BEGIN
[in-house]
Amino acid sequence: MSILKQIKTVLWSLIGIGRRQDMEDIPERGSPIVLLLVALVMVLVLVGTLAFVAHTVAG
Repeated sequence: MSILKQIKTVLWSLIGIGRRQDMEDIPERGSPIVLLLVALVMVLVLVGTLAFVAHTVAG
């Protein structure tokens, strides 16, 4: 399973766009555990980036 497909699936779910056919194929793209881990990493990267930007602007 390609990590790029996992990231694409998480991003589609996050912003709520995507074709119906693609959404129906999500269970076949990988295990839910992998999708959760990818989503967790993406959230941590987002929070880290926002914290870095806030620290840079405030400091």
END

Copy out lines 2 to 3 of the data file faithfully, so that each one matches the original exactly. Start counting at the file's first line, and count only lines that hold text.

Amino acid sequence: MSILKQIKTVLWSLIGIGRRQDMEDIPERGSPIVLLLVALVMVLVLVGTLAFVAHTVAG
Repeated sequence: MSILKQIKTVLWSLIGIGRRQDMEDIPERGSPIVLLLVALVMVLVLVGTLAFVAHTVAG